The Watsons Go To Birmingham-1963 by Christopher Paul Curtis
To me, this book was all about family and relationships. I think the main point Curtis was trying to get across is that the Watsons, a black family living during the time of the civil rights movement, were exactly like any other family one may come across. The majority of the book is simple, everyday stories told from the viewpoint of Kenny Watson. He tells all about his life with his misbehaving brother Byron, his sweet-as-can-be sister Joey, and his two loving parents. I loved the book for this mundane, story-telling aspect because I could relate to it, and the way that Kenny told it was extremely entertaining.
The author really did not bring up the question of race until towards the end of the book. When the family travels south to Birmingham, some of the realities of racism and discrimination hit them hard. Although the characters are all fictional, the Sixteenth Avenue Baptist church bombing actually happened. I was crushed when I thought that Joey died in the bombing, and relieved when I discovered that she had made it out okay. The struggle that Kenny faced afterwards, though, was almost just as hard to read. Curtis did a wonderful job of showing how a family and a child might respond to such a tragic event as this.
I would certainly recommend The Watsons Go To Birmingham to my students and have a copy available in my classroom library. I think upper elementary or younger middle schoolers would love this book. It could be a great resource for getting students to think from the perspective of a black family who lived during the time of the civil rights movement.
Response to Historical Fiction articles:
Brown, Joanne. (1998). “Historical Fiction or Fictionalized History? Problems for Writers of Historical Novels for Young Adults.” The ALAN Review, Volume 26, Number 1.
This article by Joanne Brown did a great job of explaining the hardships in writing and finding good historical fiction. People disagree about what constitutes historical fiction, how much of it should be history and how much of it should be fiction, who should write about what times periods, etc. Writing historical fiction is definitely not an easy task in that it requires extensive research of a particular time period as well as the ability to develop an engaging plot with interesting characters. Writers of historical fiction not only have to create a good story, but they also have to be sure to be as accurate as possible in their portrayal and depiction of history. This article touches on the question of accuracy even when it is brutal or hard to handle, especially for a young reader. Brown leans toward the stance that it should certainly be as accurate as possible, because that is what really happened. I agree with this stance, but I also do think that there may be some things that are not age-appropriate for a teacher to expose to students.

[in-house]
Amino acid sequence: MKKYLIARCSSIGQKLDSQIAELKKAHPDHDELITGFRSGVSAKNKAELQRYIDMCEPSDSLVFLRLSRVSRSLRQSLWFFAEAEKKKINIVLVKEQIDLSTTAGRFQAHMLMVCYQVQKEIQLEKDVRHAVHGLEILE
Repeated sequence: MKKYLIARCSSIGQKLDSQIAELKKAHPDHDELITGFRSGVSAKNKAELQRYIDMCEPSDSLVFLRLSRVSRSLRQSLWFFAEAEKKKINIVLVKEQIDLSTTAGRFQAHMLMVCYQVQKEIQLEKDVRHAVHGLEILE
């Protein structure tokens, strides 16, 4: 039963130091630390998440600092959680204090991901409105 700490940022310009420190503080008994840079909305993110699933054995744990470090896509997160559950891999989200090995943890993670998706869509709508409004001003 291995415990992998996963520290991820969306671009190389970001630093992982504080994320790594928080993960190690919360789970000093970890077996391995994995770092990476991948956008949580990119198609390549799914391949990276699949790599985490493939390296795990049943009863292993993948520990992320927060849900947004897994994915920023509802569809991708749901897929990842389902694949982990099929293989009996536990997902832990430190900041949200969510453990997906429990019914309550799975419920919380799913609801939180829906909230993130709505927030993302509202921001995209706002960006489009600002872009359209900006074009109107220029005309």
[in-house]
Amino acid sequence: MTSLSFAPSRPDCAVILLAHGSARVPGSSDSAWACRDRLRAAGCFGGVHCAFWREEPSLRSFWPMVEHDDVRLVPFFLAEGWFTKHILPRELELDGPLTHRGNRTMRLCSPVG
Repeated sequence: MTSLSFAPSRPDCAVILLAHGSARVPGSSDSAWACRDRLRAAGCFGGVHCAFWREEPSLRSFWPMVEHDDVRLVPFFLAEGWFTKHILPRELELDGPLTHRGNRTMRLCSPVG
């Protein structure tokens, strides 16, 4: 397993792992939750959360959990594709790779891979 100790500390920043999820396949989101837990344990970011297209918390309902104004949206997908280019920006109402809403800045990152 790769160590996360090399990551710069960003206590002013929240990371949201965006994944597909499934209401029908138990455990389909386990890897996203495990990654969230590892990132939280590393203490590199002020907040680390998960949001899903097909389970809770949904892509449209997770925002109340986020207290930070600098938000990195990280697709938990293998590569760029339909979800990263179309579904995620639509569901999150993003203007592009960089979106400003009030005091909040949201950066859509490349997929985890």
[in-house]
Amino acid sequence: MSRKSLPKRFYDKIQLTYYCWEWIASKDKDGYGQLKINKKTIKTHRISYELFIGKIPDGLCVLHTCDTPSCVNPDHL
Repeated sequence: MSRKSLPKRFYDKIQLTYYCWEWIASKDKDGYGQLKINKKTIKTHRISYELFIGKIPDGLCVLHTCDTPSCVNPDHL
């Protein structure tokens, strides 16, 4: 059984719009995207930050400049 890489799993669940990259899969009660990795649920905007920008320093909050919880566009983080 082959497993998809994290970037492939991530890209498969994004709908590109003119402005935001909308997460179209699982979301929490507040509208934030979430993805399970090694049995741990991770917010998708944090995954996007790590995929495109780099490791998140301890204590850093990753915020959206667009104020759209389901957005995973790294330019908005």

My favorite part of the article is when Brown explained the “interpretative nature of both history and fiction.” This is why I think historical fiction is so great. Yes, we know some of the facts about history, but history itself is also a story. Different people construct different meanings and interpretations of the same historical events and times. So to me, creating an imagined story based on historical facts certainly seems to be an awesome way to connect history to today’s students.
The other website we looked at had the opinions of several educators on using historical fiction in the classroom. Here are my reactions to two of them –
1. Keith Barton: Barton saw the good and bad in historical fiction. The main good thing he discussed is that students can usually better find meaning in the past through this type of reading. The narrative style allows students to find patterns and relationships in history, rather than just viewing it as a list of events. The main bad thing is that students will look at history in view of individuals rather than as a collective thing or in a broader context. Overall, Barton thinks that historical fiction can definitely be useful as long as it is carefully examined and discussed within the classroom.
2. Andrea Hayden: Hayden loves historical fiction, but she emphasizes the importance of pairing it with nonfiction texts in the classroom. She talks about using fiction texts as a way to begin a more in depth study using nonfiction resources. I really like the questions she shares for helping students to look more closely at historical fiction. They are:
1. How does the book help me understand daily life in the past?
2. Could the events described in the book have happened? What evidence do I have?
3. Which events really happened? How do I know?
4. Which characters really existed? How do I know?